We establish our BSGs in the first weeks of training. Participants are expected to begin saving the very week their BSG opens and every week thereafter, with guidance and support from their Village Enterprise business mentor. “Reaching consumers at the right time is perhaps the core practice [of the financial capability approach],” according to the CFI study. By establishing BSGs at the start, Village Enterprise establishes the connection “when a person is about to make an important financial decision or use a financial service.” Investing seed capital in a small business or taking a loan from their BSGs are some of the most significant financial decisions most of our participants have ever made. BSGs provide our business mentors with a platform through which they can take advantage of the teachable moments that arise throughout the first year.

Learning by Doing

Households living in extreme poverty rarely save money. However, as shown by Gilbert’s story, saving is not solely correlated with an increase in income—saving money is a behavior or habit that must be adopted and reinforced through opportunities to learn by doing. “Practice,” reads the study, “enables customers to overcome the initial barriers to use that come with unfamiliarity and lack of confidence.”

Our BSGs share out participants’ savings and interest accrued once per year. It can be difficult to convince participants of the value of saving when the payoff is so far away. The Village Enterprise Savings with a Purpose (SWAP) intervention was born out of this need. SWAP provides a platform for participants to learn the benefits of saving from the start. Upon the inception of a Business Savings Group, participants identify one item that they would like to SWAP for, in addition to their regular weekly savings. For example, they might save to buy a small radio, a set of pots, or a new mattress. Their business mentor helps them identify how much they need to save each week. After a month or two of saving, the participant buys the item and learns the value of saving through the gratification it provides.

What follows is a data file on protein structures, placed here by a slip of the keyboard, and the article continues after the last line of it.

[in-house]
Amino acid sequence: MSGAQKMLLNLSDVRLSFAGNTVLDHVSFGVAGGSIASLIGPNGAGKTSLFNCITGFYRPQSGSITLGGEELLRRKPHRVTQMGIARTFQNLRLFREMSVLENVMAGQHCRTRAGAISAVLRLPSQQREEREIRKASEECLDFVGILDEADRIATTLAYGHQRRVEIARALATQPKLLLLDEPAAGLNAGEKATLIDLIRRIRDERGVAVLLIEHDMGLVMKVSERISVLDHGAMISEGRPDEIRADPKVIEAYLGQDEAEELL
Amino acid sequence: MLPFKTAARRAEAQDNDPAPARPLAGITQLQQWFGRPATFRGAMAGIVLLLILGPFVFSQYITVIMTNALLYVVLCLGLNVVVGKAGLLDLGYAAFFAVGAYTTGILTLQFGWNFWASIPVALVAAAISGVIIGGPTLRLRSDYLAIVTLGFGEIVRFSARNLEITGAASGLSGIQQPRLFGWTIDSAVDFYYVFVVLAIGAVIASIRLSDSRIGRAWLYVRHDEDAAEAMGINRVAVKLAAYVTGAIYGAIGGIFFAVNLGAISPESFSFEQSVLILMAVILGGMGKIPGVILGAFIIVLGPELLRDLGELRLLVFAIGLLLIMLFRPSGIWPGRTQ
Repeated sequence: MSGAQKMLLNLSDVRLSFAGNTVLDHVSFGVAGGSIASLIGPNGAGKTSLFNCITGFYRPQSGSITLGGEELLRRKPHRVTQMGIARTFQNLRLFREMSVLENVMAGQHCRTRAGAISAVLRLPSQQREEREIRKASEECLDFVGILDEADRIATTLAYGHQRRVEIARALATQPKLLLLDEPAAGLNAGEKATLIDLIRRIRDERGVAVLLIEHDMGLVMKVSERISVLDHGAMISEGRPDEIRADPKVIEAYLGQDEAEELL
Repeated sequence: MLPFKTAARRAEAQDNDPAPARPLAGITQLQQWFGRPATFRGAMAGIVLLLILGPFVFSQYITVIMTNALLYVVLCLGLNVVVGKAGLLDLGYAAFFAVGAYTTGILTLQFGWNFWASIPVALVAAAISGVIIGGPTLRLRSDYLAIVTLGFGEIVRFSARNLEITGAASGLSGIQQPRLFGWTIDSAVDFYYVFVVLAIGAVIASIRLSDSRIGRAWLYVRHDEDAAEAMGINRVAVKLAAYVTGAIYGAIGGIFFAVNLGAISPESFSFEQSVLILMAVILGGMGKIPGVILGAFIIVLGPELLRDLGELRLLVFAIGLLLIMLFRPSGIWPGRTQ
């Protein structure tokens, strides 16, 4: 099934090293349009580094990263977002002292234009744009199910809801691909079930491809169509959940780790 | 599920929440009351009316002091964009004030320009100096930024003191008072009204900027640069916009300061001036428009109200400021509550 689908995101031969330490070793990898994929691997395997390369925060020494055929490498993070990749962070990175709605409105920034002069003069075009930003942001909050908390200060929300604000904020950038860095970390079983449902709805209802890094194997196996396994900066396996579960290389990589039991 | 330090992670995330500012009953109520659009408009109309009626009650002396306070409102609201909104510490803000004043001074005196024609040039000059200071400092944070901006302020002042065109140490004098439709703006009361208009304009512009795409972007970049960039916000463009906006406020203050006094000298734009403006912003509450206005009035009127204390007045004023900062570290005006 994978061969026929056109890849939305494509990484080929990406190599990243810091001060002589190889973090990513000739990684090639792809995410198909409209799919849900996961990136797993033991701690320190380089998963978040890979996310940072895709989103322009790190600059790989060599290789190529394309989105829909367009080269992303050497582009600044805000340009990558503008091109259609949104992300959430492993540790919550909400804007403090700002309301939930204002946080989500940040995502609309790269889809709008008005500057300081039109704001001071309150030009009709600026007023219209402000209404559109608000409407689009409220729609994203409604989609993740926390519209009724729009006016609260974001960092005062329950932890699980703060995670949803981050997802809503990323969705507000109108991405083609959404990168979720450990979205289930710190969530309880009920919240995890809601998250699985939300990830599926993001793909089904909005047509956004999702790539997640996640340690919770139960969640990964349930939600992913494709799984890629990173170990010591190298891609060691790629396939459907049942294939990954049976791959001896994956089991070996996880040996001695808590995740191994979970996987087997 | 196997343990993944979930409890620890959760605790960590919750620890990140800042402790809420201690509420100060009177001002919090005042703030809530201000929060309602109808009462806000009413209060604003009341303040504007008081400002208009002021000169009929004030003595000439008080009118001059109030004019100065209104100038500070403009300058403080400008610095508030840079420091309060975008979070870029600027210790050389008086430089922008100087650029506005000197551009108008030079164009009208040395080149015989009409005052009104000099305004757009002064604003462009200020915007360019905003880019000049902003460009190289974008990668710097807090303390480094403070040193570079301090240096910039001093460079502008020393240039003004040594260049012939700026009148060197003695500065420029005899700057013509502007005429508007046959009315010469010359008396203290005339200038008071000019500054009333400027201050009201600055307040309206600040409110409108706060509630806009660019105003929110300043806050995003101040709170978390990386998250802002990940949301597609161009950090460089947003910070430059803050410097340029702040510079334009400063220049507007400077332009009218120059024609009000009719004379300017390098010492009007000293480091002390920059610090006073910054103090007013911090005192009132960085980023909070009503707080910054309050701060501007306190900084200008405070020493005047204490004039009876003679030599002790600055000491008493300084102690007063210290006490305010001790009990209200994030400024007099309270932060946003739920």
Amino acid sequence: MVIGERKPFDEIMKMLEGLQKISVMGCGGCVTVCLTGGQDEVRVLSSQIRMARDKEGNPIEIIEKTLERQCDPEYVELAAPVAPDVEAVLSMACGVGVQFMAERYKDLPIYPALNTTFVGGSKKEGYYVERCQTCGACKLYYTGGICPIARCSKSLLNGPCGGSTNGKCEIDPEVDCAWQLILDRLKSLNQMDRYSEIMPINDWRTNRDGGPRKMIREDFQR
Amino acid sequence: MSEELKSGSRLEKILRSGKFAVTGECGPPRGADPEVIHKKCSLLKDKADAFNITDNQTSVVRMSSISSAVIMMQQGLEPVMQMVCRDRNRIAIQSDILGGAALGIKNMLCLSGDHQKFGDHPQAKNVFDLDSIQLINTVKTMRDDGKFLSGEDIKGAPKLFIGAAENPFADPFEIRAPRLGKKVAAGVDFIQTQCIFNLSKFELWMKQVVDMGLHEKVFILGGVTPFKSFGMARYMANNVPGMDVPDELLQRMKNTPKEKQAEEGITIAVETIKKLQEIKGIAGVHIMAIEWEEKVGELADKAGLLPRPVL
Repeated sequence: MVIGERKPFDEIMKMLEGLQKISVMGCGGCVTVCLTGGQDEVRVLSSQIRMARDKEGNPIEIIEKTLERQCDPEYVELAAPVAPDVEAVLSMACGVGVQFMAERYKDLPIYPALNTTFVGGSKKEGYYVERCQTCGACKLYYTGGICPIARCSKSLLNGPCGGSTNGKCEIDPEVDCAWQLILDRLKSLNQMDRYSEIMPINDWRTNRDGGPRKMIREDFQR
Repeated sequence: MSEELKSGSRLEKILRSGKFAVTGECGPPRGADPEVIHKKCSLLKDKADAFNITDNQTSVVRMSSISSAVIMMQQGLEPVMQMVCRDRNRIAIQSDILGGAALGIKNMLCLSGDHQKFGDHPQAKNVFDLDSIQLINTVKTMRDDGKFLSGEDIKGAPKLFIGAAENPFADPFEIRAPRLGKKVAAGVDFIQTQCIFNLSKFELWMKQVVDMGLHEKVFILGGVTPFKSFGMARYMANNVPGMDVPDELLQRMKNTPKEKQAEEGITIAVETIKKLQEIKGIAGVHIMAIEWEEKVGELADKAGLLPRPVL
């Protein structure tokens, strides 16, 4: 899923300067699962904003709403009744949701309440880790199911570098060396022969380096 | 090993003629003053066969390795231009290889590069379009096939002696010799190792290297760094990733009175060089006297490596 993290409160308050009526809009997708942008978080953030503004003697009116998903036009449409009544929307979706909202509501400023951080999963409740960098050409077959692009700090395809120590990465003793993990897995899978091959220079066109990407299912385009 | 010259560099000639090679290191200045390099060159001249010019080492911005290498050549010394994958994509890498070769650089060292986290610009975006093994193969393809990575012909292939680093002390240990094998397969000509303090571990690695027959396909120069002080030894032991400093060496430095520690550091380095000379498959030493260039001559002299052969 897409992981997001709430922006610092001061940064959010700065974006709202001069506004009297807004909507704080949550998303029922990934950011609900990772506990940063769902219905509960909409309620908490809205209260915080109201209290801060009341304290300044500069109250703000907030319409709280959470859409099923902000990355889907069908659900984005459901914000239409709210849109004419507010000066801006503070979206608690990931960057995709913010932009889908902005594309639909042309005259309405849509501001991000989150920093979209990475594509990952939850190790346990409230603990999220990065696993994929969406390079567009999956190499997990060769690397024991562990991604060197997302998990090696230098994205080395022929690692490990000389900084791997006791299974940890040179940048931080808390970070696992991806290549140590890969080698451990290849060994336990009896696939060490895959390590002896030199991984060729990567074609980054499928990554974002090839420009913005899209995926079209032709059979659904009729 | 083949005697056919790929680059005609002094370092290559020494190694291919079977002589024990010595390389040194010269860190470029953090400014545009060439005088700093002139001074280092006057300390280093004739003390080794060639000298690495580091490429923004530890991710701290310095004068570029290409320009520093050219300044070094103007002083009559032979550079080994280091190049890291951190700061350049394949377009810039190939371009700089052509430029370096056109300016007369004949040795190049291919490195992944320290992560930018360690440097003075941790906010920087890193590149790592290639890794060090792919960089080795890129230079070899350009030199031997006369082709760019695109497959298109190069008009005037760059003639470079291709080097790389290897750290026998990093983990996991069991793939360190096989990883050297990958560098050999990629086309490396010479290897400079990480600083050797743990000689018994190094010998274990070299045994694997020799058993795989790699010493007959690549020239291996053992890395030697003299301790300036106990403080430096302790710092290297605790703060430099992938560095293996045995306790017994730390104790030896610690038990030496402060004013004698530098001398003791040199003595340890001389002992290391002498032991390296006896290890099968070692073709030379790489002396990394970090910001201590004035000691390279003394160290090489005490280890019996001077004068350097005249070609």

One of the tenets of successful behavior change interventions is that the system must reinforce the benefit of the desired change. SWAP provides this reinforcement early, which allows for better savings throughout the program, and after exit.

From change in people to change in access

VSLAs serve as a vital starting point on the journey to financial inclusion. Village Enterprise BSGs and savings trainings provide this starting point through tailored interventions built to provide teachable moments and opportunities to learn by doing, both of which reinforce behavior changes among the extreme poor. Thanks to this foundation, participants are better prepared to access and benefit from formal financial services when they graduate from the Village Enterprise program. Access to insurance, more sophisticated financing options, and opening a bank account can build upon previous interventions to continuously contribute to improvements in well being. High-touch, grassroots level interventions like those offered through Village Enterprise are essential for laying the groundwork to prepare the ultra poor for formal financial services.

However, the transition from VSLAs, or in our case BSGs, to formal financial institutions can be easier said than done. In the next post in this series, we will share learning from our experience facilitating healthy and sustainable linkages for our BSGs in Uganda.

Image credit: Accion

Have you read?

A Change in Behavior: Innovations in Financial Capability

Six Recommendations on Financial Capability

Shifting the Paradigm: Providers as Financial Capability Builders